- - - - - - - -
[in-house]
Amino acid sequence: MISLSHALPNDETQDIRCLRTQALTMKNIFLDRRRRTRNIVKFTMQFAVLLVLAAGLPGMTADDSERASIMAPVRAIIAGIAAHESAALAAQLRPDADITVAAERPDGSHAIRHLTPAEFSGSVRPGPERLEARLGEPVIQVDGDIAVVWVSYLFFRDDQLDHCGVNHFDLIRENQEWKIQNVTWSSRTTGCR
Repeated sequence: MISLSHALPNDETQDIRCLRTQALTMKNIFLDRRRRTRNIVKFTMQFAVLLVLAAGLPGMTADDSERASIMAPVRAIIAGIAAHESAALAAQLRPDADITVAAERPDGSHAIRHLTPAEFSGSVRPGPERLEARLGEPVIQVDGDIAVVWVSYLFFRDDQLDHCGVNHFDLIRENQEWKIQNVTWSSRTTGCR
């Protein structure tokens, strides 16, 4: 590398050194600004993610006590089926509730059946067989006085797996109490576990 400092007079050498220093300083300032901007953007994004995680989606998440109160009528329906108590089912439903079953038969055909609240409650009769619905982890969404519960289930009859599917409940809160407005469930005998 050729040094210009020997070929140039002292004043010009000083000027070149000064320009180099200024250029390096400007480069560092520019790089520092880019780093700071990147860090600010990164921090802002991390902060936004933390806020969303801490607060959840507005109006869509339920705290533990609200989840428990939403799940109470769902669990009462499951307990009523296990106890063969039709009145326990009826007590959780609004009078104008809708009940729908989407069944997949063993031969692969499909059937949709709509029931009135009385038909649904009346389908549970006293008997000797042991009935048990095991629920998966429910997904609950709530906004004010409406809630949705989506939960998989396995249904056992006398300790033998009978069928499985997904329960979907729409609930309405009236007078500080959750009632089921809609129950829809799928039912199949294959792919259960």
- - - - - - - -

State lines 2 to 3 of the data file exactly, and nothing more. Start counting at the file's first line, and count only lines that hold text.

Amino acid sequence: MISLSHALPNDETQDIRCLRTQALTMKNIFLDRRRRTRNIVKFTMQFAVLLVLAAGLPGMTADDSERASIMAPVRAIIAGIAAHESAALAAQLRPDADITVAAERPDGSHAIRHLTPAEFSGSVRPGPERLEARLGEPVIQVDGDIAVVWVSYLFFRDDQLDHCGVNHFDLIRENQEWKIQNVTWSSRTTGCR
Repeated sequence: MISLSHALPNDETQDIRCLRTQALTMKNIFLDRRRRTRNIVKFTMQFAVLLVLAAGLPGMTADDSERASIMAPVRAIIAGIAAHESAALAAQLRPDADITVAAERPDGSHAIRHLTPAEFSGSVRPGPERLEARLGEPVIQVDGDIAVVWVSYLFFRDDQLDHCGVNHFDLIRENQEWKIQNVTWSSRTTGCR